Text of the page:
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Jack Straw
"I have always been interested in the spirit of discussion"
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Friday, 19 November, 1999, 15:55 GMT
Straw on trial over jury reform
Jack Straw: Promising measures he opposed in the past

The Home Secretary, Jack Straw, has rejected criticism by lawyers and civil rights groups over his plans to remove the option of jury trial for some defendants.

The Queen's Speech
The Criminal Justice (Mode of Trial) Bill unveiled in the Queen's Speech this week axes the ancient right of defendants to elect for trial by jury in some cases.

Instead, magistrates would decide which court so-called "either-way" offences should be heard in. At present the defendant picks.

Mr Straw said changing the system would save 105m a year and claimed the Law Society and Bar Council opposed the move because it could hurt their members, not on principle.

"Trial by jury is a key freedom in our democracy," the home secretary said.

"But giving defendants a choice of courts is not. It is frankly eccentric, which is why we in England and Wales are almost alone in allowing this arrangement to continue."

Fierce opposition

But the bill is expected to meet fierce opposition as it passes through Parliament and could face a significant rebellion on Labour's side.

Mr Straw promised to listen to objections raised. "I have always been interested in the spirit of discussion on issues and continue to discuss them. Parliament has an important role in this," he said.

Lawyers and civil rights campaigners have already roundly condemned the plans. The home secretary himself spoke out against it when the move was suggested while Labour was still in opposition.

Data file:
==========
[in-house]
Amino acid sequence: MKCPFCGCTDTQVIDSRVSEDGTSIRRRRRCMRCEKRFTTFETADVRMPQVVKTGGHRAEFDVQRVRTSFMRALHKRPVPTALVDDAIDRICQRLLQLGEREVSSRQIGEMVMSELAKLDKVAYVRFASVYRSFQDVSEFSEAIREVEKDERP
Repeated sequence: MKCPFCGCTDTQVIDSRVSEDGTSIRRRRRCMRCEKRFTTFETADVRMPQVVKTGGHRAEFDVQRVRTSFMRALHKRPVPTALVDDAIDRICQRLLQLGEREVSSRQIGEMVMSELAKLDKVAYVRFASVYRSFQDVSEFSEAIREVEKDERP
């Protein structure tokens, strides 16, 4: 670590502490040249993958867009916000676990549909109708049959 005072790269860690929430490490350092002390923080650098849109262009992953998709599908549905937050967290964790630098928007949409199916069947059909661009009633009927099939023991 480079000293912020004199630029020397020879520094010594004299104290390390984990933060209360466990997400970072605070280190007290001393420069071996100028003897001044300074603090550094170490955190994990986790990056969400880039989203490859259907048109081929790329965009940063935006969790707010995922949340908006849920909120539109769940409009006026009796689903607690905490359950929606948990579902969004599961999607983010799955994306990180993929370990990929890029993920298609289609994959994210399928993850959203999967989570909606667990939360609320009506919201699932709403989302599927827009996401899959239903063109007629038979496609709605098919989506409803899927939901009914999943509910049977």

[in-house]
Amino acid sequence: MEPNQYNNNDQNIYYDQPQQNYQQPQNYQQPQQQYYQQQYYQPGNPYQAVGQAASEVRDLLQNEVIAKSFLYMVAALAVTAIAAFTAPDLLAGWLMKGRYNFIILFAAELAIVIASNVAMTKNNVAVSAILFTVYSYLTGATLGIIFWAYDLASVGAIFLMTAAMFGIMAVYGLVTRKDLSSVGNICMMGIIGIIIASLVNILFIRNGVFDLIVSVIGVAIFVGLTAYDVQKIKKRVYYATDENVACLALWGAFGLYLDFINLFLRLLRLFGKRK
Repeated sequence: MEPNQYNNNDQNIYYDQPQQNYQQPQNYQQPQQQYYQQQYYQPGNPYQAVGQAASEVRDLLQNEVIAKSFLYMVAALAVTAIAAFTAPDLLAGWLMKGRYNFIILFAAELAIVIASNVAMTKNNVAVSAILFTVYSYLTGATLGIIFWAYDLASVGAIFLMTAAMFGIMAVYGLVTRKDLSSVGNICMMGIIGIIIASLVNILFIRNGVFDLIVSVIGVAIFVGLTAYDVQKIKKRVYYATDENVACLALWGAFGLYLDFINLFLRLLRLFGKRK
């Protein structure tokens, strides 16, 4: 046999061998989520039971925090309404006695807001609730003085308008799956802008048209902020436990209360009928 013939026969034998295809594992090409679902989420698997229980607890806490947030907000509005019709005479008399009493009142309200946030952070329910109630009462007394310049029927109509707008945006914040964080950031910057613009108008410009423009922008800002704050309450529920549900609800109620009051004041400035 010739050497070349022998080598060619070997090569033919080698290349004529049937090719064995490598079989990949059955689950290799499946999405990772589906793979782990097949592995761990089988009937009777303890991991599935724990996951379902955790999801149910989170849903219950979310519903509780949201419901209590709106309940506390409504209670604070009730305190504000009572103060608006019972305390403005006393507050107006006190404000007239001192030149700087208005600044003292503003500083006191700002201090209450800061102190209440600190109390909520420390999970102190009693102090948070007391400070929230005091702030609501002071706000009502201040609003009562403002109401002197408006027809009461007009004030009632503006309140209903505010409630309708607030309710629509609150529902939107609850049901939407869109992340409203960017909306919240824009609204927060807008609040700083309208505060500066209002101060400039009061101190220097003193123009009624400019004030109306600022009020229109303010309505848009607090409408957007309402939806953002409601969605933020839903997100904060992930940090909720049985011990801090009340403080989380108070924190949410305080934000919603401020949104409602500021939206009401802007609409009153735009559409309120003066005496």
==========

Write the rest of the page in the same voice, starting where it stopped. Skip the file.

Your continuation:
The director of civil rights group Liberty, John Wadham, said: "If these proposals are enacted, it'll be a disaster for our criminal justice system. There will be more wrongful convictions, less confidence in criminal justice, and more widespread perceptions of unfairness."

Stand up for justice

A spokesman for the Bar Council rejected Mr Straw's accusation that his organisation was acting like a trade union.

"Mr Straw is clearly panicking about his dangerous bill," he said. "Lawyers could make plenty of money from the endless appeals and twists and turns that will arise from his proposal.

"Jack Straw should reflect on government research which shows that black Britons don't trust the overwhelmingly white magistracy. The Bar is right to stand up for justice and for people's juries."

Crown Court appeals

At the moment, many middle-ranking offences, such as assault, theft and some drug crimes, can be tried at the court of the defendants' choice - either before magistrates or in front of a judge and jury at the Crown Court.

Under the bill, that decision will be made by magistrates, who will be allowed to take into account whether the defendant has previous convictions and the effect of a conviction on his or her reputation and livelihood.

Defendants will be allowed to appeal against a decision to the Crown Court.

The Law Society has also said the proposals would favour middle-class, white-collar people, clog up the courts with appeals and penalise ethnic minorities who opt for a jury trial more often, because they have less confidence in magistrates and the police

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